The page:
The best $240 an employer ever spent on me.

My first job in advertising paid me $21,000 a year. I wasn’t sure how I was going to eat. But I was thrilled to be a professional copywriter. I was rolling in that thin dough for three months before I surged to $22,000. I was making it drizzle. Six months later I got another bump to $24,000. I bought a used Toyota 4-Runner with 175,000 miles on it.  Then, 18 months after I started my first job, my salary climbed to $30,000. Ever since then I have felt rich. Seriously.

However, none of those salary adjustments made me any more valuable to my employer.  They spent more money on me because I was good at my job. And because they underpaid for my value from the start.

The Best Investment

But as I look back at my career, there was one investment that an employer made in me that truly made me a more valuable asset to them. In April of 2000 Cramer Krasselt sent me to a seminar in Chicago on presenting creative.  It was led by Toni Louw.  It cost $240. And it made the agency more money than the salary they paid me.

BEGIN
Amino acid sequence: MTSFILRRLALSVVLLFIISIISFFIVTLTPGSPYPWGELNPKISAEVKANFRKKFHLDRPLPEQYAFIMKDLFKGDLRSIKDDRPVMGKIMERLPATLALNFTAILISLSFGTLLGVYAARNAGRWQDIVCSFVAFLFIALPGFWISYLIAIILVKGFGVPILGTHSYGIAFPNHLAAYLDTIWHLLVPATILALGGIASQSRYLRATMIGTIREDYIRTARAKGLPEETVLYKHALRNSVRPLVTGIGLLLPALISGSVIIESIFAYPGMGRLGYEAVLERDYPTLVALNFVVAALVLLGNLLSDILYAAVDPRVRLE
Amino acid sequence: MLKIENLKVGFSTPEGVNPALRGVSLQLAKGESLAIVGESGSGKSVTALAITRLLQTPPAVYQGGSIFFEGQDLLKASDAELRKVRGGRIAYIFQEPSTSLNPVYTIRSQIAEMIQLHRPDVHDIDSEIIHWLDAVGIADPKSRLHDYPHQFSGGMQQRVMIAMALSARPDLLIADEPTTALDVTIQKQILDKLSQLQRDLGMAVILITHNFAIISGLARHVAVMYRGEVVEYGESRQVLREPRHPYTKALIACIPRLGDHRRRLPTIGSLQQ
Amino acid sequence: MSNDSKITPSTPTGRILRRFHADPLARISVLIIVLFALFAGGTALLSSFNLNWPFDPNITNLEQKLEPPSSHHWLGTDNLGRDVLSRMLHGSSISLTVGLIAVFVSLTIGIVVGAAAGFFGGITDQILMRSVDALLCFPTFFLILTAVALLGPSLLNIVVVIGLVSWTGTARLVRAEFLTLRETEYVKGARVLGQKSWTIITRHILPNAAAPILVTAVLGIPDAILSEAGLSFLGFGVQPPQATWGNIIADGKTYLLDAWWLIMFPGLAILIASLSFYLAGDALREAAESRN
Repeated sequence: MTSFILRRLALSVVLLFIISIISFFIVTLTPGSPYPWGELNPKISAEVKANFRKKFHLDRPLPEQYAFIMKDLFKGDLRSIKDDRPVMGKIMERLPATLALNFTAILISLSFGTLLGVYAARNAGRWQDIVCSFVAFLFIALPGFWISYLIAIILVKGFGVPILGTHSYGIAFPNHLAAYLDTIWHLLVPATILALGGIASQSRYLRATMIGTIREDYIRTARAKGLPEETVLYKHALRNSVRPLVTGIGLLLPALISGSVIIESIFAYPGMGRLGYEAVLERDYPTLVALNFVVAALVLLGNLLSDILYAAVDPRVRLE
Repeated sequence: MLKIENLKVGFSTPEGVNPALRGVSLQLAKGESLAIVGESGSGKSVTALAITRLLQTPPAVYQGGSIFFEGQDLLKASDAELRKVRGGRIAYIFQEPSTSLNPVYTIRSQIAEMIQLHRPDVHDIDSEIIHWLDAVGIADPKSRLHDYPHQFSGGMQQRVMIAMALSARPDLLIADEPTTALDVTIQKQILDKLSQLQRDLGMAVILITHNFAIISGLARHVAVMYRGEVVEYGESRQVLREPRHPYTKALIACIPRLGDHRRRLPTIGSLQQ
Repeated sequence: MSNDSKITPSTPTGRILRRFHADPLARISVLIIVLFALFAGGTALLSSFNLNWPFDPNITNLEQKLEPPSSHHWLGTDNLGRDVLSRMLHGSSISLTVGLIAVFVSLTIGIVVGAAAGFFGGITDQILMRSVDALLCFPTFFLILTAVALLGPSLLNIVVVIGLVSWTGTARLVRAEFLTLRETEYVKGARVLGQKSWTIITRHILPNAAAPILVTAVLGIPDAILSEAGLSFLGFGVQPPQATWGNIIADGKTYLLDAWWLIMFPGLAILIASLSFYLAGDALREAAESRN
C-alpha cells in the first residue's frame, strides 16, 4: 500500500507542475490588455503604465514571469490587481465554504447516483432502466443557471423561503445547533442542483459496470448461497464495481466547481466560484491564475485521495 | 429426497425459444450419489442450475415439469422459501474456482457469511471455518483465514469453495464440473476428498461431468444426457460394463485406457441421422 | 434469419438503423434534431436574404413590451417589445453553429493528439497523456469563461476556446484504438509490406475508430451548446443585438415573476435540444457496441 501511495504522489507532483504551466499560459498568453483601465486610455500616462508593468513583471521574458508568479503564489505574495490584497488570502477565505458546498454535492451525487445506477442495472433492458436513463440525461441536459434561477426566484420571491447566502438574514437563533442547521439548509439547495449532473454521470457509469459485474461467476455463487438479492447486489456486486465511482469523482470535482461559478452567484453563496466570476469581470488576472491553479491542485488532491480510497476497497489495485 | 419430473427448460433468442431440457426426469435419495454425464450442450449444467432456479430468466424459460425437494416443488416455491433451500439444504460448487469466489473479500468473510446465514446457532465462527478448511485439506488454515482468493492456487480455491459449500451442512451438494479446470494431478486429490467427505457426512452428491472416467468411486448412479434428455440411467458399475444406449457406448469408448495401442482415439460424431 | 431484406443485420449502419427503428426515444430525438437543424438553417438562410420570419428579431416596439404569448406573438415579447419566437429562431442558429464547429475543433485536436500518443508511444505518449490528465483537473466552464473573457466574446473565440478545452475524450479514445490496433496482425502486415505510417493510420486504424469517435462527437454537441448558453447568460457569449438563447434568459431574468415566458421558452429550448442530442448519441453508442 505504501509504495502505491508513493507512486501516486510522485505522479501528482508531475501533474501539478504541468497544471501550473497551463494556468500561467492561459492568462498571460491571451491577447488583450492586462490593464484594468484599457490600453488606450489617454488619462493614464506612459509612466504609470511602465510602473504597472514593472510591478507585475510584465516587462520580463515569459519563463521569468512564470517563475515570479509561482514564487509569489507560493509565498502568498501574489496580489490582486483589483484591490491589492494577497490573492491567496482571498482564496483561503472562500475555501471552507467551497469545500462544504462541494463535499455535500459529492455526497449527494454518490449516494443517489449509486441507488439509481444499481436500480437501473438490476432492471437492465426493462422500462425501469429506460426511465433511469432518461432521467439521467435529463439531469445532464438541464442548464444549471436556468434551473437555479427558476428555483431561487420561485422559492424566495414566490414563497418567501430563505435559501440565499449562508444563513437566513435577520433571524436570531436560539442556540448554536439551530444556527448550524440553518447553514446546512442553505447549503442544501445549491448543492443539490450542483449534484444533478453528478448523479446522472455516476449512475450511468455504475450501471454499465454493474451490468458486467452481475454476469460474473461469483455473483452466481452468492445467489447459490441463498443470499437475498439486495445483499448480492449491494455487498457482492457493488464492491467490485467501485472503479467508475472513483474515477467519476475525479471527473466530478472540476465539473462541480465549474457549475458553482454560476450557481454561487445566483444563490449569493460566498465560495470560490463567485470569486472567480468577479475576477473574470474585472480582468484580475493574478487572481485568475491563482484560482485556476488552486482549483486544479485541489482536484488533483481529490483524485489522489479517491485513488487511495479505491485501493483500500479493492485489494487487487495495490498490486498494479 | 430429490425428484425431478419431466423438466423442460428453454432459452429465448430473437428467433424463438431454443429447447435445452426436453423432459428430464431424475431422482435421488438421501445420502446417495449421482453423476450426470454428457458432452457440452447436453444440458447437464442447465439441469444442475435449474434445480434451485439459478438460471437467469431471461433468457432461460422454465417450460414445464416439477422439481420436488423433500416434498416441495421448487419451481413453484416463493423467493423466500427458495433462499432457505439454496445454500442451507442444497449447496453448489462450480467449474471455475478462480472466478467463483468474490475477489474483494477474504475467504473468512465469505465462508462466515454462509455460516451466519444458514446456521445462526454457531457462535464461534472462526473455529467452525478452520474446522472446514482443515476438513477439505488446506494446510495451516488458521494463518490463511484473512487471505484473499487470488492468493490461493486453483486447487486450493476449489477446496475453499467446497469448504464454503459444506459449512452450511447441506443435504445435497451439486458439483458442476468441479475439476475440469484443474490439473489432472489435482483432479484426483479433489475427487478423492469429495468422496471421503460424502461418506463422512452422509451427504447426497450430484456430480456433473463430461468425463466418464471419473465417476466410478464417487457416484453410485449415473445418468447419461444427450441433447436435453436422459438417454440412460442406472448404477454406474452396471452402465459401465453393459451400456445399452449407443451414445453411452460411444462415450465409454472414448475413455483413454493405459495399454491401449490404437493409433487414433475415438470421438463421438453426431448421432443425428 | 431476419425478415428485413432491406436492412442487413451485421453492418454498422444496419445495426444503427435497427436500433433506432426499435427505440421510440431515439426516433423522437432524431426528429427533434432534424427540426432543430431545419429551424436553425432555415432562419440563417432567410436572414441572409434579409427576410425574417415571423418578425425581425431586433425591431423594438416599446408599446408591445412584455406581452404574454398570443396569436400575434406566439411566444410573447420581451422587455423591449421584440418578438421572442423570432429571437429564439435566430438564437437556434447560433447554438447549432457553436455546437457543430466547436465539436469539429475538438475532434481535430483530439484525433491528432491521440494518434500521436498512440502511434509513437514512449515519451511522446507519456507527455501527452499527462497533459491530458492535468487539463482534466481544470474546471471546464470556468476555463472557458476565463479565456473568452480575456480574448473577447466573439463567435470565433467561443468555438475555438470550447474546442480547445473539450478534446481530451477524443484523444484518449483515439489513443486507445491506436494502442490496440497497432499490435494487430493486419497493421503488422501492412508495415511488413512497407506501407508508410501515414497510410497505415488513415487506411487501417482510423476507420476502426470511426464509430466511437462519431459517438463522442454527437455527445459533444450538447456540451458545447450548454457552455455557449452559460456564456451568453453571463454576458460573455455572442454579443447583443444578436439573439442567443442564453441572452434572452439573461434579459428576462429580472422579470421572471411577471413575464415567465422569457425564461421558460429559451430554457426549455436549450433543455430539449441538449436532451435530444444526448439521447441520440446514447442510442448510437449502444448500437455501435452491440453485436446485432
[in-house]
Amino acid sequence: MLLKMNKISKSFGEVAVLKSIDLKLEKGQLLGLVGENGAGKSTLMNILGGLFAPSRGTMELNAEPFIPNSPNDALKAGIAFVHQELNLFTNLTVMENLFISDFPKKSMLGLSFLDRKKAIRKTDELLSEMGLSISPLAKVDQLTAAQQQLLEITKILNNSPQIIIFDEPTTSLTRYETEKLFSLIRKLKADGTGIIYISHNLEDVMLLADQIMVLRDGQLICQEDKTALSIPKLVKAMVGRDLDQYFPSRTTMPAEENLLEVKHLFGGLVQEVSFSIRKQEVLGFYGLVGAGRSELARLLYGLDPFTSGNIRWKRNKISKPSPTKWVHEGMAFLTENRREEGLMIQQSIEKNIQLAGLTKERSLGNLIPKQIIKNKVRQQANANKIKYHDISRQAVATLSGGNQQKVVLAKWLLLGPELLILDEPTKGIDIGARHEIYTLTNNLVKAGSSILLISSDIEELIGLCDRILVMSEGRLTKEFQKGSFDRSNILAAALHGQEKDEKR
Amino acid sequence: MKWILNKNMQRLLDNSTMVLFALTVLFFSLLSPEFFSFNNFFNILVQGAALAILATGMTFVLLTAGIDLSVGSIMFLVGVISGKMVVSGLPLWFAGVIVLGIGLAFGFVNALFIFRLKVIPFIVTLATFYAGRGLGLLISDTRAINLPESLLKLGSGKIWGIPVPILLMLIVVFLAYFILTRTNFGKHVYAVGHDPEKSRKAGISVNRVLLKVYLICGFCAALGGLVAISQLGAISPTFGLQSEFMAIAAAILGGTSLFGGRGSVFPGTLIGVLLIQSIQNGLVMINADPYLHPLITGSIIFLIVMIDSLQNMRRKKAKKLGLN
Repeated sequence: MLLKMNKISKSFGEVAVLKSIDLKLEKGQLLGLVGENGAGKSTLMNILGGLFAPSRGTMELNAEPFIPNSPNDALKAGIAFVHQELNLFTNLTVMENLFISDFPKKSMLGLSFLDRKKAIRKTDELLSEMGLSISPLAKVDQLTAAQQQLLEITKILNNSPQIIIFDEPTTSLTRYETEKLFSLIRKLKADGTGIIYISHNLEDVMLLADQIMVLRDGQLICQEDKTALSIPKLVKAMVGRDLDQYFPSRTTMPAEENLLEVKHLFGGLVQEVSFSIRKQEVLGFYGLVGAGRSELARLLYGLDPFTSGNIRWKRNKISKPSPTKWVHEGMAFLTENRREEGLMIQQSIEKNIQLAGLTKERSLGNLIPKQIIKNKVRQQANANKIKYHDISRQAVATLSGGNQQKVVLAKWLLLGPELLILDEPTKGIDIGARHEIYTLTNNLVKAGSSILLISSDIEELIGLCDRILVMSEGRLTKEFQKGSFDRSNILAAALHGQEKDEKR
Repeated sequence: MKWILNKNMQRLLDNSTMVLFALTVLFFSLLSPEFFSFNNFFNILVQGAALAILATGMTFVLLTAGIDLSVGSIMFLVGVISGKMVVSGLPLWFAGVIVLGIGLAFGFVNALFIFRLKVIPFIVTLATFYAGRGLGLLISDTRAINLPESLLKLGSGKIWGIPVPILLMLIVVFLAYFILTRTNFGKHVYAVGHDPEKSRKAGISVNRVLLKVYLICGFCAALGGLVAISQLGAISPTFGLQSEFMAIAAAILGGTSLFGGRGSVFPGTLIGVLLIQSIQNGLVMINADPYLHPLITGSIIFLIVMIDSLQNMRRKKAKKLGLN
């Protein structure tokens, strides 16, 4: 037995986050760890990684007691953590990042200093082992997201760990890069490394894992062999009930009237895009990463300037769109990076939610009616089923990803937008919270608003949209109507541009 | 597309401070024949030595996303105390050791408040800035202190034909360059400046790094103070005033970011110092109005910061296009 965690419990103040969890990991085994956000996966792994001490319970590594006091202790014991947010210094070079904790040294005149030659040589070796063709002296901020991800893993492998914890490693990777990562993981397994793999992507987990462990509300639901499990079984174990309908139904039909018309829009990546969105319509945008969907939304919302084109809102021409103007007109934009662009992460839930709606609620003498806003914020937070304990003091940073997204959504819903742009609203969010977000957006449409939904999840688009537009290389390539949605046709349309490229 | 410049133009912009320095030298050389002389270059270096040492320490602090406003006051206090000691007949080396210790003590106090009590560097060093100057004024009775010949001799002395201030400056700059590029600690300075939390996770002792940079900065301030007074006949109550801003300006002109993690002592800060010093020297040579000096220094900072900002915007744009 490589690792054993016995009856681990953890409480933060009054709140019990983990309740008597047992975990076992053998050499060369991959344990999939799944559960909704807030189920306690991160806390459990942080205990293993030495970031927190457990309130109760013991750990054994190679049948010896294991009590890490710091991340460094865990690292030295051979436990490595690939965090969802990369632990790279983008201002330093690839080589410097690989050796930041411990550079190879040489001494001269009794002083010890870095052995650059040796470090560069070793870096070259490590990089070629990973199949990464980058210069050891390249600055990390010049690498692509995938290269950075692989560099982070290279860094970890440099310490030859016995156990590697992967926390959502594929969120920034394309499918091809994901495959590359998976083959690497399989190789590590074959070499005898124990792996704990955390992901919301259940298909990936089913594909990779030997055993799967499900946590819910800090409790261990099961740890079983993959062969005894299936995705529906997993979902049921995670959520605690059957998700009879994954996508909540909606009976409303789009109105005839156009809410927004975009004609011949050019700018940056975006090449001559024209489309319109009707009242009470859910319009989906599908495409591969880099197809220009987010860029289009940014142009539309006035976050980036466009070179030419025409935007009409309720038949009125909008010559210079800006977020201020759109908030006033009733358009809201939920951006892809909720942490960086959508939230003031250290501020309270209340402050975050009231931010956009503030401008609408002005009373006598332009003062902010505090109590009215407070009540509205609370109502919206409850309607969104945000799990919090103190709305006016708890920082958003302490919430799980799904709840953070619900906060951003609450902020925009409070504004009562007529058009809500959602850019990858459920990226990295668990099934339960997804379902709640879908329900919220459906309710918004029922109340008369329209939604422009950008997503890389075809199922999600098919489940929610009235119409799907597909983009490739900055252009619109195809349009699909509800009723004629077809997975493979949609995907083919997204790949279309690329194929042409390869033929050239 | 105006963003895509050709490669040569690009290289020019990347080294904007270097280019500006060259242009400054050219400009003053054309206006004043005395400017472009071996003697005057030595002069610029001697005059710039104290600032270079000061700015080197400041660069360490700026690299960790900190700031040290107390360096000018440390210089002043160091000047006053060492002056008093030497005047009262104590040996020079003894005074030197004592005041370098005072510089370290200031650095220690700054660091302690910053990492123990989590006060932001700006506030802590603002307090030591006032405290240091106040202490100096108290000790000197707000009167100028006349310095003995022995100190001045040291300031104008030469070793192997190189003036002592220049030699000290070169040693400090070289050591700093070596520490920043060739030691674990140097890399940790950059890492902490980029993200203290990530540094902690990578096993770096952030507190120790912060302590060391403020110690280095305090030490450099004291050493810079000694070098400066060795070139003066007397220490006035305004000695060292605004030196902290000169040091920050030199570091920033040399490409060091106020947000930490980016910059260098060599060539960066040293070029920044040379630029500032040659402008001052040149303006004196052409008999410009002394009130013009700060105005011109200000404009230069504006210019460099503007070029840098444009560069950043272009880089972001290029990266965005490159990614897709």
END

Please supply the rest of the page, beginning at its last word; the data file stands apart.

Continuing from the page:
At this one day seminar I learned how to see creative work from the client’s perspective. I learned about persuasion, about pre-selling and demonstration.  I learned about storytelling, about building a case and developing logical conclusions  I learned about showmanship and being a good host to clients. I learned about how to turn a passive audience into an actively engaged audience. I was hooked.  (I also learned that I could sew a rip in my pants, in a bathroom stall, in less than 5 minutes with the sewing kit I kept in my work bag.)

The timing could not have been better.  I had three years of experience. Which was enough time to know a few things and enough experience to recognize what I had previously been doing wrong. Yet I still had the majority of my career to get it right.  I soaked up the ideas and techniques like a Shop-Vac. Presenting was already one of my favorite parts of the job. But now I had a great base of theory and technique to build on.